That federal provision builds on 2008 legislation passed in Minnesota that allows providers to become certified medical homes in exchange for enhanced payments. Berglin said 73 percent of the state’s providers have become certified medical homes or are working toward certification.
Some state leaders worry their state’s innovative programs could fall by the wayside because of the health care law. For instance, the Healthy Indiana program allows uninsured adults to purchase private insurance with state subsidies. The health plans also come with savings accounts that are used to pay for medical care.
Once the federal reform legislation was passed, however, Indiana Gov. Mitch Daniels closed the program to new enrollees because of concerns it would be wiped out under the new health regulations.
2. States to oversee new regulations
The new federal law also makes changes to the way private health insurance plans must be structured. States will be in charge of enforcing these new regulations, reviewing rates and the solvency of plans, and overseeing various other requirements.
For example, beginning later this year, existing insurance plans will be prohibited from imposing lifetime dollar limits on benefits and cannot rescind coverage except in cases of fraud. Individuals up to age 26 will be permitted to stay on their parents’ health plans unless they have access to employer-based coverage.
Beginning in 2014, when all individuals must have health insurance or face a financial penalty (with some exceptions), private insurance plans will be prohibited from denying coverage to people for any reason—including pre-existing conditions. They will not be able to impose annual benefit limits or charge people more based on their health status or gender. Rates will vary only based on age (limited to a 3-to-1 ratio), geographic area, family composition and tobacco use (limited to a 1.5-to-1 ratio).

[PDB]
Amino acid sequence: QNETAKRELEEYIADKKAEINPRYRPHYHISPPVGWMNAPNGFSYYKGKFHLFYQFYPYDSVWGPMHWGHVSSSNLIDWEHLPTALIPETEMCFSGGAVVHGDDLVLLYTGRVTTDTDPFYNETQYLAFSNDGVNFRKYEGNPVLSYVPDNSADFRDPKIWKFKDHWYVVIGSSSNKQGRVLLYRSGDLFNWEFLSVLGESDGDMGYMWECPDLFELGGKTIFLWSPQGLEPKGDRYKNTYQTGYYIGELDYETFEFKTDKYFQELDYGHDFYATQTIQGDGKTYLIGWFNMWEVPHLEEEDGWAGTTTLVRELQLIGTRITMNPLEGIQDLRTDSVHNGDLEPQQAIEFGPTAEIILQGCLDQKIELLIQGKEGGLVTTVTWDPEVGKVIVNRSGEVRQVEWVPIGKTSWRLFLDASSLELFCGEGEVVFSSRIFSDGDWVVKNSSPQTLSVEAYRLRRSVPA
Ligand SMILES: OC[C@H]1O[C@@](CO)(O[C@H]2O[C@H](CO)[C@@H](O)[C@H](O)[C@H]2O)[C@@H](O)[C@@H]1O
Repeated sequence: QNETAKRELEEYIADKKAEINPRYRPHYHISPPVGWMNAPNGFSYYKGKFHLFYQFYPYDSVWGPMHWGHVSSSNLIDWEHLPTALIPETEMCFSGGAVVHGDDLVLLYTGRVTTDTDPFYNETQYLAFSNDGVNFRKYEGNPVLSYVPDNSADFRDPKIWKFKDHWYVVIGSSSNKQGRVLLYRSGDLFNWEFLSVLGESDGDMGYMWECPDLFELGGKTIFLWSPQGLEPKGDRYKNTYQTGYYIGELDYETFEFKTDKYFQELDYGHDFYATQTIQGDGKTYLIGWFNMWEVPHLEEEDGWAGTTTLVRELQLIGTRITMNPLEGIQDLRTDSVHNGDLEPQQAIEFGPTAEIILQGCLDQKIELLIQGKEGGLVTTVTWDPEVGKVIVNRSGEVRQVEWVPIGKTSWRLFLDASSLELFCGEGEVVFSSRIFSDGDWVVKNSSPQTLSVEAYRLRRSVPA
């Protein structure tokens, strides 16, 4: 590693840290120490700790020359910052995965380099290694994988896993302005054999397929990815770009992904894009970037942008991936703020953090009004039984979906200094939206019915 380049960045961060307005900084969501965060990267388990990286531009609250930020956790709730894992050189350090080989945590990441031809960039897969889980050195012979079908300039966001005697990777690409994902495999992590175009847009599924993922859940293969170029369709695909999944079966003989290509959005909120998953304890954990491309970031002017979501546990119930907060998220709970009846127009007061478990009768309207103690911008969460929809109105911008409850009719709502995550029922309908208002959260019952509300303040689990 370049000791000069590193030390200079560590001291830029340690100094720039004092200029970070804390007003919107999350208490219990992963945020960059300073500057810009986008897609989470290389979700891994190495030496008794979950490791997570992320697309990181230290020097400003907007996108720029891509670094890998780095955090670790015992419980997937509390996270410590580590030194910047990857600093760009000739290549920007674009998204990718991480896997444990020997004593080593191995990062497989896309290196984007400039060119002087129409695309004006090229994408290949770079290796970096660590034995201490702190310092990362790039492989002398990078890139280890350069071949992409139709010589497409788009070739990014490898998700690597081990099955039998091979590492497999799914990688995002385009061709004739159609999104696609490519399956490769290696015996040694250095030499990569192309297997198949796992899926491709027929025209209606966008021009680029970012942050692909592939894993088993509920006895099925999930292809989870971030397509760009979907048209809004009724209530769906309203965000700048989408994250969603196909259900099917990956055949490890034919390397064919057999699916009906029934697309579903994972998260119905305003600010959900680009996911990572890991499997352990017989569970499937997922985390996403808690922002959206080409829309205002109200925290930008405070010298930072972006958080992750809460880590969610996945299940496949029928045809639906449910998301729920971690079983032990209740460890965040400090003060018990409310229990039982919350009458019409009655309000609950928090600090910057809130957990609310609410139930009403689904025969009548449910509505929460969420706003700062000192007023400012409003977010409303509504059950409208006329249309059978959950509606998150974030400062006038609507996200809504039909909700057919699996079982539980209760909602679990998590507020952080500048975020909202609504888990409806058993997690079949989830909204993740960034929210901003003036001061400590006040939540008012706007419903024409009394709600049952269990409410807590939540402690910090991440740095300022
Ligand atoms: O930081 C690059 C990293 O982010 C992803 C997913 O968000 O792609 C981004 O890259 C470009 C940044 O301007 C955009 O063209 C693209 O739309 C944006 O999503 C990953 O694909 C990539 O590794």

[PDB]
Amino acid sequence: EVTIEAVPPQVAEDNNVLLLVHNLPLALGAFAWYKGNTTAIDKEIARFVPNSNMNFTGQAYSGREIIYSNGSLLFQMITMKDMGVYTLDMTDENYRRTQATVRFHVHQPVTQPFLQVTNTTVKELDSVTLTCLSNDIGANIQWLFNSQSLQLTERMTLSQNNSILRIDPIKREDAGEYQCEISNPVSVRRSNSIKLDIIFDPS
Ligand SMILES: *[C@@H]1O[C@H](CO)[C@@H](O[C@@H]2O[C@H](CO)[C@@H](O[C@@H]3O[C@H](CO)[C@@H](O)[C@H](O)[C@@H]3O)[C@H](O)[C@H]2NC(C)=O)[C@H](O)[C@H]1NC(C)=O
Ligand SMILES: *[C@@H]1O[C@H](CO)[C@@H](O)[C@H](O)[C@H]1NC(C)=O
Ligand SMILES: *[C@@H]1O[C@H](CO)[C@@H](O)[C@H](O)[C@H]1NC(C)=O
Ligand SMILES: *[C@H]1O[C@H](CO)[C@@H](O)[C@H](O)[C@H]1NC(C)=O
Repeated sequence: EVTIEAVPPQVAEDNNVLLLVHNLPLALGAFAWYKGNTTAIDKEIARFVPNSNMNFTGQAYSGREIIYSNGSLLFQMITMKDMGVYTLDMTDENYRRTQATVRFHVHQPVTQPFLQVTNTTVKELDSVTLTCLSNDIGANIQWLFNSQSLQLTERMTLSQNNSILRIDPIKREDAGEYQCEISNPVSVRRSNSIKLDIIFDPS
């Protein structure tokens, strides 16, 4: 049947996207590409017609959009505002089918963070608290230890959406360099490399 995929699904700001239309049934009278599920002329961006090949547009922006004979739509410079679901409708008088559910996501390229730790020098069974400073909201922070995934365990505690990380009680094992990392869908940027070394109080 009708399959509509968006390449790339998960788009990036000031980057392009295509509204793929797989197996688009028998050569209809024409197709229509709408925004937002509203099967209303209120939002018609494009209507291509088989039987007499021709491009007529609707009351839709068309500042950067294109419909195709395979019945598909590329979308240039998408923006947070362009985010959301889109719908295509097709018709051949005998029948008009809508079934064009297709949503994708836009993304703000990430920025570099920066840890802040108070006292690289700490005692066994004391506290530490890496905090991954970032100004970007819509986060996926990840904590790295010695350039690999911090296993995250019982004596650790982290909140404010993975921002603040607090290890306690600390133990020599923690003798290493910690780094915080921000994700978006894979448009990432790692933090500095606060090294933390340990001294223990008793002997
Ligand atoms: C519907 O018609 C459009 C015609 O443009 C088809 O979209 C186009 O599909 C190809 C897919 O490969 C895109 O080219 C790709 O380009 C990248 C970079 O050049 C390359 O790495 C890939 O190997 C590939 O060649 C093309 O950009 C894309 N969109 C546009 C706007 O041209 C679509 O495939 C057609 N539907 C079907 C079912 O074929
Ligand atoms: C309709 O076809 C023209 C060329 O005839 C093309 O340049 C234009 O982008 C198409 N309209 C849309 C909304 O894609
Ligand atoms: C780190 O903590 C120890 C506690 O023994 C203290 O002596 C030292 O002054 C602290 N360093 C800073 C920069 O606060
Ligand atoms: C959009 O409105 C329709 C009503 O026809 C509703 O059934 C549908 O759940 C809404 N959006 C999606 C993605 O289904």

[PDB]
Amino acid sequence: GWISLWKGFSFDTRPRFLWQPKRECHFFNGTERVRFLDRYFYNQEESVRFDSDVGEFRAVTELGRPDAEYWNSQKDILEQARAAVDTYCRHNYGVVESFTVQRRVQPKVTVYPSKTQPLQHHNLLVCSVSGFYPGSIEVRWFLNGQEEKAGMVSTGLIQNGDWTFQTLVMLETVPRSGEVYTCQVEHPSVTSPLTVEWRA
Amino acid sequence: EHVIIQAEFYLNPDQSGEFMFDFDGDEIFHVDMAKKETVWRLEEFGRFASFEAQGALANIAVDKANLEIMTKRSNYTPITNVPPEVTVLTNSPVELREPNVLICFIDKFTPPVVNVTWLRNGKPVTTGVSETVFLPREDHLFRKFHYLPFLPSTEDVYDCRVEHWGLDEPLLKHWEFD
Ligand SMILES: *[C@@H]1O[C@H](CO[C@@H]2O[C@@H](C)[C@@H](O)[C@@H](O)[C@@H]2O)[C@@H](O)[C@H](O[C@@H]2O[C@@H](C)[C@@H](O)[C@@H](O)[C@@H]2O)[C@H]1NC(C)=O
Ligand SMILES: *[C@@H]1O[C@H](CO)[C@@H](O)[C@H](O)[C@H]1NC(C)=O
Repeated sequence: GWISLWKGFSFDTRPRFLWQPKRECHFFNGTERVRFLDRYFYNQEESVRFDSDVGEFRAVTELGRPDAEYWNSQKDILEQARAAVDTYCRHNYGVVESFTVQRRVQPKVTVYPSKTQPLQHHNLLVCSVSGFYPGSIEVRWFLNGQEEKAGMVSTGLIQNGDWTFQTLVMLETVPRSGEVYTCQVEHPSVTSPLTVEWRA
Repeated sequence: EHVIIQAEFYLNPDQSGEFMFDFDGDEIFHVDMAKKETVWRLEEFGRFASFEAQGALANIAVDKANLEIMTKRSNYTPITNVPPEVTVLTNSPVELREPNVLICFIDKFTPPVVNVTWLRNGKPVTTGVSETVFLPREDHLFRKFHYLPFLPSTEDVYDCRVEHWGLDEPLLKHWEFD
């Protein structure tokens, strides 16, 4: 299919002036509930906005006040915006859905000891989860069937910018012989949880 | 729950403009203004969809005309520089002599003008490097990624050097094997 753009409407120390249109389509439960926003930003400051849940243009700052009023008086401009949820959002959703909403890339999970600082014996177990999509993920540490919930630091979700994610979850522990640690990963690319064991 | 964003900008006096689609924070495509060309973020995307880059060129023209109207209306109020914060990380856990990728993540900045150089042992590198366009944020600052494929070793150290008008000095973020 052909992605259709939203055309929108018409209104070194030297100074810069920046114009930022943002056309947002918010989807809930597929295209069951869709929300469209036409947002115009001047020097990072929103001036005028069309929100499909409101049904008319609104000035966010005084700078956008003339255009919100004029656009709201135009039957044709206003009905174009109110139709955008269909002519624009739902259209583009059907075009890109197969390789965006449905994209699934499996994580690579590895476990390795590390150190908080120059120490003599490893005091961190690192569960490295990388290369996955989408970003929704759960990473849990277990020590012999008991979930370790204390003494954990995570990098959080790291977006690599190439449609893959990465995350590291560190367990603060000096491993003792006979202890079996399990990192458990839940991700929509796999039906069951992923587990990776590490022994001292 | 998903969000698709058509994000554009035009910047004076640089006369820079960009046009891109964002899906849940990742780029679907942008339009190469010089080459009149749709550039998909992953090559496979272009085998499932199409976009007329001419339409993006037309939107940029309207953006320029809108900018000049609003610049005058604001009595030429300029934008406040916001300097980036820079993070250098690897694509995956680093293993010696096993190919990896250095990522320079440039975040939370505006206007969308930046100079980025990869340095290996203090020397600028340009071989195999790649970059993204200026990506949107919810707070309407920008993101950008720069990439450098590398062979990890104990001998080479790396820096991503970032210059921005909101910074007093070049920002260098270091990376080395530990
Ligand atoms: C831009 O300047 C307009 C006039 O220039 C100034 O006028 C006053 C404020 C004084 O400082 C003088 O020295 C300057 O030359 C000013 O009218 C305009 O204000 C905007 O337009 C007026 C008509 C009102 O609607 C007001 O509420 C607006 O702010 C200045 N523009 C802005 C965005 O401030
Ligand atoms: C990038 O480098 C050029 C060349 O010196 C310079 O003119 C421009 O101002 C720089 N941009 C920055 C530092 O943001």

State insurance commissioners will continue to have important oversight, but some rules will be set at the federal level. It remains unclear, however, exactly how the state-federal regulatory relationship will work. State officials are waiting for further guidance from the federal government.
States must also create a consumer assistance office or ombudsman’s program to help people in the individual and small-group markets navigate the new system.
In addition, the federal legislation directs states to report on trends in insurance premiums and identify plans that have had unjustified premium increases.
3. State exchanges to fill coverage gaps
While the Medicaid expansion will help cover roughly one-third of uninsured Americans, there will still be people without access to employer-sponsored plans whose incomes are too high to quality for the public health insurance program. To fill this coverage gap, state-based health exchanges will be created. States will also be allowed to form multi-state exchanges to take advantage of administrative efficiencies.